Triathletes are experts in self-regulating physical activity -- But what about self-regulating neural activity?

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From: Biological Psychology(Vol. 173)
Publisher: Elsevier B.V.
Document Type: Report; Brief article
Length: 399 words

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Abstract :

Keywords Brain volume; Cognitive control; Exercising; Neurofeedback; Sensorimotor rhythm; Self-regulation; Sport Highlights * Triathletes show a superior ability to regulate neural activity compared to controls. * Triathletes show larger gray and white matter in frontal areas compared to controls. * Triathletes show differences in brain structures associated with cognitive control. * Real feedback led to better neurofeedback performance compared to sham feedback. Abstract Regular exercise improves cognitive control abilities and successful self-regulation of physical activity. However, it is not clear whether exercising also improves the ability to self-regulate one's own brain activity. We investigated this in 26 triathletes and 25 control participants who did not exercise regularly. Within each group half of the participants performed one session of sensorimotor rhythm (SMR, 12--15 Hz) upregulation neurofeedback training, the other half received a sham neurofeedback training. The neurofeedback training session took about 45 min. In a separate session, participants underwent structural magnetic resonance imaging (MRI) to investigate possible differences in brain structure between triathletes and controls. Triathletes and controls were able to voluntarily upregulate their SMR activity during neurofeedback when receiving real feedback. Triathletes showed a stronger increase in SMR activity in the second half of the training compared to controls, suggesting that triathletes are able to self-regulate their own brain activity over a longer period of time. Further, triathletes and controls showed differences in brain structure as reflected by larger gray and white matter volumes in the inferior frontal gyrus and insula compared to controls. These brain areas are generally involved in cognitive control mechanisms. Our results provide new evidence regarding self-regulation abilities of people who exercise regularly and might impact the practical application of neurofeedback. Author Affiliation: (a) Institute of Psychology, University of Graz, Graz, Austria (b) BioTechMed-Graz, Graz, Austria (c) LEAD Graduate School & Research Network, University of Tübingen, Tübingen, Germany (d) Adidas AG, Herzogenaurach, Germany (e) Department of Biomedical Imaging and Image-guided Therapy, Medical University of Vienna, Vienna, Austria (f) Laboratory of Brain-Computer Interfaces, Institute of Neural Engineering, Graz University of Technology, Graz, Austria * Correspondence to: Institute of Psychology, University of Graz, Universitaetsplatz 2/III, 8010 Graz, Austria. Article History: Received 14 June 2022; Revised 1 August 2022; Accepted 6 August 2022 Byline: Silvia Erika Kober [] (a,b,*), Manuel Ninaus [] (a,c), Matthias Witte [] (a,d), Finn Buchrieser [] (a), Doris Grössinger [] (a), Florian Ph.S. Fischmeister [] (a,b,e), Christa Neuper [] (a,b,f), Guilherme Wood [] (a,b)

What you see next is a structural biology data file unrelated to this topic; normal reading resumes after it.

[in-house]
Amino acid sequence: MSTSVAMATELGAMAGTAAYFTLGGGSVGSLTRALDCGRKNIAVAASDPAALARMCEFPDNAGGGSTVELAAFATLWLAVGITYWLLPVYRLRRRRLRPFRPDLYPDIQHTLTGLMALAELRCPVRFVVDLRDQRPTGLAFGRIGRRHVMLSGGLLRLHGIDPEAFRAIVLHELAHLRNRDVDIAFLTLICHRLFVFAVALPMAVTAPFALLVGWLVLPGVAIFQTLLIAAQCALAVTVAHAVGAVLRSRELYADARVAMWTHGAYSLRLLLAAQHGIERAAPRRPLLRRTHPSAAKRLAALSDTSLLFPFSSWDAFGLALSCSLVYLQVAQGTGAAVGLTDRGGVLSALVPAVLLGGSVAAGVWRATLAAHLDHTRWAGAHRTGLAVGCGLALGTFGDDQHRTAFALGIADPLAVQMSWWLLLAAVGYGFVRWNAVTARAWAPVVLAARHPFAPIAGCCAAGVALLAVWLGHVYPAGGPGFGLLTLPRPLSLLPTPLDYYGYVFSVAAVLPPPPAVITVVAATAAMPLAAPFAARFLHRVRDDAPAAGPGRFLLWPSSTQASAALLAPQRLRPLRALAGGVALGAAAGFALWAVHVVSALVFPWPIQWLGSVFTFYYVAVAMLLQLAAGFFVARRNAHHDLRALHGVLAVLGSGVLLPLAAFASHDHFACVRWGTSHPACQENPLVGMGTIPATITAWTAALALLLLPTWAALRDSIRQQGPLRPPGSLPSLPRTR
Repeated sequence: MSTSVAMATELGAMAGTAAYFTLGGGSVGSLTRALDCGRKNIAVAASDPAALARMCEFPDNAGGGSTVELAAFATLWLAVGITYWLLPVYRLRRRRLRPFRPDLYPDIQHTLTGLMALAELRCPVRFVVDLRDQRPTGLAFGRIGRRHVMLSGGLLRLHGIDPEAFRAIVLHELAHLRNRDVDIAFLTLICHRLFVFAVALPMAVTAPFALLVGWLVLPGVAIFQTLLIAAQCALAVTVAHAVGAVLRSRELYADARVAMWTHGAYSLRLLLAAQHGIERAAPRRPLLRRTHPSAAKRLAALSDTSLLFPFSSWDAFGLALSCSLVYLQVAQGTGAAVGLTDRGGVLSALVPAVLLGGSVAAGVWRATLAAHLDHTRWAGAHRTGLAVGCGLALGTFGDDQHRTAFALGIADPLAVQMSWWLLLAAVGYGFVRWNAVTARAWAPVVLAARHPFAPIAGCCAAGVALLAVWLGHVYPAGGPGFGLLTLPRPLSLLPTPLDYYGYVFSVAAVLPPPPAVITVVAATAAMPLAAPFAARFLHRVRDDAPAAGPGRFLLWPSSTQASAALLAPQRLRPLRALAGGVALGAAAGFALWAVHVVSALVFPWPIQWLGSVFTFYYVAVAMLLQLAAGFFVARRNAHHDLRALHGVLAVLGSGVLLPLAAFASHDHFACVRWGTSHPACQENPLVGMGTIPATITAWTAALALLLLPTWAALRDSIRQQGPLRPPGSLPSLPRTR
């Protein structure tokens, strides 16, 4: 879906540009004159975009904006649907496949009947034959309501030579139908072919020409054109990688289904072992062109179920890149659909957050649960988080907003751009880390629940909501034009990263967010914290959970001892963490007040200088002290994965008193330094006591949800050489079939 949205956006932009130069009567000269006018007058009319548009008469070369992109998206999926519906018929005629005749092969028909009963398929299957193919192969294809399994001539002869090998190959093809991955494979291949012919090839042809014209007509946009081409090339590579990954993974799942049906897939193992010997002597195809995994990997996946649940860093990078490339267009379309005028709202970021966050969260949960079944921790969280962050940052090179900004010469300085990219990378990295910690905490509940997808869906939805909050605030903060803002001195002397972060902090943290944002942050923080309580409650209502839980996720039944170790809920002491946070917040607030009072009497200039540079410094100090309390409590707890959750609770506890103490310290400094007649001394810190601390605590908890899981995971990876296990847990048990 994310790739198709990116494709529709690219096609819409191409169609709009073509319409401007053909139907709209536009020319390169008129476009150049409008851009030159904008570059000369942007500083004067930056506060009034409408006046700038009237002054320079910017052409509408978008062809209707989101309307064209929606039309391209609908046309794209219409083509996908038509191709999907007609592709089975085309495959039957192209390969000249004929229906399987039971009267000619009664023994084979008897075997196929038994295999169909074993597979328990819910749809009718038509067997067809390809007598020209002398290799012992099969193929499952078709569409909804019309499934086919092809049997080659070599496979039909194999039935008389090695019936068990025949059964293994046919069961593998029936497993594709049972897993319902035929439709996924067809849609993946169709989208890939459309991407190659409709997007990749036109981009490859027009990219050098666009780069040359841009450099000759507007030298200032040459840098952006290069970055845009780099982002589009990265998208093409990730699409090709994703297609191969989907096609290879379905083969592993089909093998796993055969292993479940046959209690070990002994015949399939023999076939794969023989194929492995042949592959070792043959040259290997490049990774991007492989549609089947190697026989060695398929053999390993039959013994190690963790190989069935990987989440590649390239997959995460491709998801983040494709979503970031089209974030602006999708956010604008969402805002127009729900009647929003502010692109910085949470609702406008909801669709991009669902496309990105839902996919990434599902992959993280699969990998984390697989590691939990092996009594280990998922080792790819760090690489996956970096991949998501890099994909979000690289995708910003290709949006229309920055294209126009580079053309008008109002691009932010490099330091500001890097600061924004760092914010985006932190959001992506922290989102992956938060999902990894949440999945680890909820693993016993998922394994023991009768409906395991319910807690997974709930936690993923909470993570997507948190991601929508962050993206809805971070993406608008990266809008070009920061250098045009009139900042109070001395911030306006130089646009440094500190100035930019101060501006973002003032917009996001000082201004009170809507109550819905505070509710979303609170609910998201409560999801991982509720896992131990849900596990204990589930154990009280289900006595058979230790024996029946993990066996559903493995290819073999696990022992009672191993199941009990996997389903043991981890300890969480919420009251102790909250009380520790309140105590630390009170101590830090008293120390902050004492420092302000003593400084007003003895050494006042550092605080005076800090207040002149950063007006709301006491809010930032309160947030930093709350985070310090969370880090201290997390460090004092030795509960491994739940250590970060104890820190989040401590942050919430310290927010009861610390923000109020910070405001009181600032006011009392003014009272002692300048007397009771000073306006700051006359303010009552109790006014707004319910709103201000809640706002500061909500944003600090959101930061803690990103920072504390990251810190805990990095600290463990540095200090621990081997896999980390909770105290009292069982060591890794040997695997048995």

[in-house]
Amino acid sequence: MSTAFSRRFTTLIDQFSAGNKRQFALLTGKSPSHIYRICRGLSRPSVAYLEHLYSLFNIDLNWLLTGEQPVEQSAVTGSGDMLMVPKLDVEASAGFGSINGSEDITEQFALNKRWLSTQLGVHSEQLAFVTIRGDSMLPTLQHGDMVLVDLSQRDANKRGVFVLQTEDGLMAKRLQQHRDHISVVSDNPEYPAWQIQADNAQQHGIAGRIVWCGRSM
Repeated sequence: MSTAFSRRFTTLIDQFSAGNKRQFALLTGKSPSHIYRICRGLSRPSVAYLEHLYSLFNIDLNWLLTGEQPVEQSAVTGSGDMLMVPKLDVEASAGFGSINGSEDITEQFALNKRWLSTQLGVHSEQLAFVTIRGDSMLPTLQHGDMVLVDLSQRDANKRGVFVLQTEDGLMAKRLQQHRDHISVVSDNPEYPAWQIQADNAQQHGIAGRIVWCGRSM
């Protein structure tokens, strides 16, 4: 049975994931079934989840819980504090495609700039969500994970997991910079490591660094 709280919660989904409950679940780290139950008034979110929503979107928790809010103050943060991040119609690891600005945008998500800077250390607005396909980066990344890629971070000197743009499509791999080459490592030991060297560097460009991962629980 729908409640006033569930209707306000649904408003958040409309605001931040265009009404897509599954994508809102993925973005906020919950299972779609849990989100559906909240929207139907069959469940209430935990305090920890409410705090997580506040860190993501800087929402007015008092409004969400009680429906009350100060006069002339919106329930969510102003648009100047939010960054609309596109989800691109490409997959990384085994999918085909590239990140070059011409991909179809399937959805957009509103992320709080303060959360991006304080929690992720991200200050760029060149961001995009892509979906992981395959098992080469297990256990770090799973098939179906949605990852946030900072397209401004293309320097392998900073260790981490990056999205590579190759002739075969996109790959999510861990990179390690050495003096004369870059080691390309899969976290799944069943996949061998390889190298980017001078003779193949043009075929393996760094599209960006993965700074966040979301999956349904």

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Gale Document Number: GALE|A714213992